W. Sayres. (1989, September). “What is a family anyway?” The World and I, pp. 146-153.
“The more one looks at the family, the more it isn’t there.” This is author Hope Jensen Leichter’s contention, in William Sayres review of the changing American family. Sayres argues that the family is the oldest and most basic social unit; at the same time, he claims that the forms of the family have varied so much over the years that the family now defies definition. From many perspectives, “there is no such thing as the family.”
The White House Conference on the Family (which became, of necessity, the White House Conference on Families) finally decided that it was “impossible to arrive at even rudimentary consensus on what ‘the American family’ was supposed to be.”
Clearly, the days of Ozzie and Harriet are over. Our families must be classified as nuclear, extended, step, single parent, foster, adoptive, communal, or group. Each of the forms of the family unit comes with its own unique advantages and disadvantages.
The extended family, consisting of parents, children, and other adult relatives living in the same house, has historically been the most common living arrangement, although it has become less prevalent in the U.S. in the past generation. This type of family dates to a time when many hands were needed for economic viability (economics means, literally, “household management”). The main advantage of the extended family is shared help in household responsibilities and child care; yet, the dilution of parental authority and influence is a distinct disadvantage.
The nuclear family emphasizes the conjugal bond between husband and wife (and their children), maximizing the American ideal of individualism within the family structure. Its greatest advantages, autonomy and freedom, also become great disadvantages that loosen the bonds of marriage. The United States has the world’s highest divorce rate, almost twice that of second-ranked Sweden. About one half of today’s U.S. marriages are expected to end in divorce.
The number of single parent families has increased exponentially over the past generation. As many as 60% of all American children born today will live in single parent households before reaching adulthood. These may be the result of divorce or births to unmarried women, notably teenagers. Almost one fourth of all American children born will be born out of wedlock, with figures in urban minority groups perhaps twice that high. While single parent families may end marital (and family) strife, there are distinct social, economic, and psychological disadvantages.
Variant family forces are numerous; the most common of these is the stepfamily, or blended family. “Currently there are more than 35 million stepparents in the United States, and it is estimated that by the year 2000 there will be more children in stepfamilies than in other two-parent families.” Foster and adoptive families are not without their own unique problems; foster parents are not encouraged to develop deep ties to their foster children, and have few legal rights. Recent estimates show that 500,000 American children live in foster homes. Adoptive parents, while having the distinct advantage of “choosing” parenthood, are faced with the potential problems of identity as the child accommodates to its adoptive status. Finally, the Western counterculture provides for group and communal families. While the opportunity for multiple personal relationships exists, the social stigma attached to such arrangements can be deleterious to children’s growth.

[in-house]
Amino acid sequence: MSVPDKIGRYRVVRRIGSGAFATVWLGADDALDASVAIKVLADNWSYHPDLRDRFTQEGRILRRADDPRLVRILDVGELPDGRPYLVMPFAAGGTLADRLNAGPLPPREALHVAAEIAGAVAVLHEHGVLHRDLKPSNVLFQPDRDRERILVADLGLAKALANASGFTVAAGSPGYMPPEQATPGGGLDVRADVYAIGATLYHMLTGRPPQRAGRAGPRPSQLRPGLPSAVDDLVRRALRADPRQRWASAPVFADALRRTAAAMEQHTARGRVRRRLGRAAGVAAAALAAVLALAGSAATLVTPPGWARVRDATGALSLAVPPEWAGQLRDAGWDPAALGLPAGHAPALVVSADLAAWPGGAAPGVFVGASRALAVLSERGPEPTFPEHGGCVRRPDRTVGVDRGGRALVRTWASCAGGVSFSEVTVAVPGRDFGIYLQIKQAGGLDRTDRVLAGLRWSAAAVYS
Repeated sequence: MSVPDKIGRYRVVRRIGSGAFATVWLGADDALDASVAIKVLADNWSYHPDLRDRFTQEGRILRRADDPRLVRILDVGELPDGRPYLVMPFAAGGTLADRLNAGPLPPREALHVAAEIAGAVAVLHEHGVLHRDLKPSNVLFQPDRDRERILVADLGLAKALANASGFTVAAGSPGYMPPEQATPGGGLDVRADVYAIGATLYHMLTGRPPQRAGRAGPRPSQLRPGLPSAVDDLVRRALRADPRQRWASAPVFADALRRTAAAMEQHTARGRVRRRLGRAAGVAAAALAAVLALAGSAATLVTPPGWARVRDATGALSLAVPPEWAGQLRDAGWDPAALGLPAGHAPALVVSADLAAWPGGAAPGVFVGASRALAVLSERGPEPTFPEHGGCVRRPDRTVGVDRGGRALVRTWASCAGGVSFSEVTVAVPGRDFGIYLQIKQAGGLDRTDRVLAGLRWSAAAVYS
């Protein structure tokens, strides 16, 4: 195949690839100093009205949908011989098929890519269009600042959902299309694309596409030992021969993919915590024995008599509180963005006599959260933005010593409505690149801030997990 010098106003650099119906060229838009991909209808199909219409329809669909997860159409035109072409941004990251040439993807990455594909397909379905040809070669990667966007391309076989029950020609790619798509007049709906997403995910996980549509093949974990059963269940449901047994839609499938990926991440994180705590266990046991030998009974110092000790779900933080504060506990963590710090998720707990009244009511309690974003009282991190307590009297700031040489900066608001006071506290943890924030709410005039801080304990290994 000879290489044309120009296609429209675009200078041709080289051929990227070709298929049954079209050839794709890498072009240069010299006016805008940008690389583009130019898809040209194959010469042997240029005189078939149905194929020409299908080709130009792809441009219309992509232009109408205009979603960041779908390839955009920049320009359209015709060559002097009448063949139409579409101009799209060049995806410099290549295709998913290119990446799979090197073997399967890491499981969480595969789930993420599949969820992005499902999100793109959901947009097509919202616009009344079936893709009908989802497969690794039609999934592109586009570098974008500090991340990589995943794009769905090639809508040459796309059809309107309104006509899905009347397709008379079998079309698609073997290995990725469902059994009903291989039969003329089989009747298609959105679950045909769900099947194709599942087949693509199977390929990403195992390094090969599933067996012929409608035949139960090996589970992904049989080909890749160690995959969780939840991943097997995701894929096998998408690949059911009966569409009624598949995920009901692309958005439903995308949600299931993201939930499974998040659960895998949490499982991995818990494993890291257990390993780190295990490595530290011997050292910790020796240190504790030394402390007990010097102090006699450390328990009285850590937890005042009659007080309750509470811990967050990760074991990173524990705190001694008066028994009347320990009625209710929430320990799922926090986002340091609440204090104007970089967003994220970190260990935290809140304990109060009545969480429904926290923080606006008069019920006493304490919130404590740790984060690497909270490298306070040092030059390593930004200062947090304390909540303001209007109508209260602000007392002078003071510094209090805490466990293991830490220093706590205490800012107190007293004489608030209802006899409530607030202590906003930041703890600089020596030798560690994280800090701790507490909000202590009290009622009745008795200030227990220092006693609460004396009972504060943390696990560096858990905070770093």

In conclusion, little can be said about “the” American family structure. However, clearly the family concept is strong, and “whatever form it may take…speaks most persuasively to our need to bond with others.”
Questions for Reflection and Discussion
- What was your own experience of the family like? How did you feel about your family? Was it a “safe” place for you?
- List all of the different types of family units with which you are in contact. How do those arrangements affect the members of the families, particularly the children and teenagers?
- Is a healthy family unit important to a youth’s developing self-identity? How?
- Are there ways in which a youth worker can complement or counteract the socialization process going on in an adolescent’s family?
- What pro-active steps can one take to strengthen the families with which one is involved?
- Despite the decline of the influence of the family unit, it remains one of the primary shapers of an adolescent’s identity.
- We cannot continue to assume that “family” means the Ozzie and Harriet model of working husband, stay-at-home wife, and 2.2 kids. Teenagers will increasingly come from a variety of good and bad home situations, no two of which will look alike.
- Many teenagers with whom we are involved will not understand what it means to be a part of a family. How can we help them understand what it means to be a part of a family or community?
- Providing a “family” for kids (perhaps for the first time) may drive a wedge between them and their families of origin. As workers toward reconciliation, we need to reconcile kids to their families. While separation from family is necessary to establish adolescents’ identities, we need to help them go back to their families as agents of reconciliation.
Emily J. Anderson
© 2017 CYS